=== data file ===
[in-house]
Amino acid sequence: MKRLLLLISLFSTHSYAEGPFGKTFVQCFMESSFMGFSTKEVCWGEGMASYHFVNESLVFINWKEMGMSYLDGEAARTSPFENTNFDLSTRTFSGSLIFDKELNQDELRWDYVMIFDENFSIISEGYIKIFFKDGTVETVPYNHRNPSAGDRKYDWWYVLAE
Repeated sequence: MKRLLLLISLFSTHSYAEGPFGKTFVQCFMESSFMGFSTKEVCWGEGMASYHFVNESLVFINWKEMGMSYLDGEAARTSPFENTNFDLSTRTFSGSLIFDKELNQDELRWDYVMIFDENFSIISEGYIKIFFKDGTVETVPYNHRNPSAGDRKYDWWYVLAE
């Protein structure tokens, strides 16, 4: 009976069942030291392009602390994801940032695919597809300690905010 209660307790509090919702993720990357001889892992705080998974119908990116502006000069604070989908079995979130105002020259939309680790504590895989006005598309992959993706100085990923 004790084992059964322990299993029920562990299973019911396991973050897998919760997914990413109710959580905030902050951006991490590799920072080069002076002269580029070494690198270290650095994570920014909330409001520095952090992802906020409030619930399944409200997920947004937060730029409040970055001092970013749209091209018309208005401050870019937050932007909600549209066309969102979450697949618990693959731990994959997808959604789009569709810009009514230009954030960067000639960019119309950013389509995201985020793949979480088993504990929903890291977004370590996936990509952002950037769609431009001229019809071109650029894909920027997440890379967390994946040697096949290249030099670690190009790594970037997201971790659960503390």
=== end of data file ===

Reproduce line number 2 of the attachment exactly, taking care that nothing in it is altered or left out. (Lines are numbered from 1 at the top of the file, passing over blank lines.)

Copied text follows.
Amino acid sequence: MKRLLLLISLFSTHSYAEGPFGKTFVQCFMESSFMGFSTKEVCWGEGMASYHFVNESLVFINWKEMGMSYLDGEAARTSPFENTNFDLSTRTFSGSLIFDKELNQDELRWDYVMIFDENFSIISEGYIKIFFKDGTVETVPYNHRNPSAGDRKYDWWYVLAE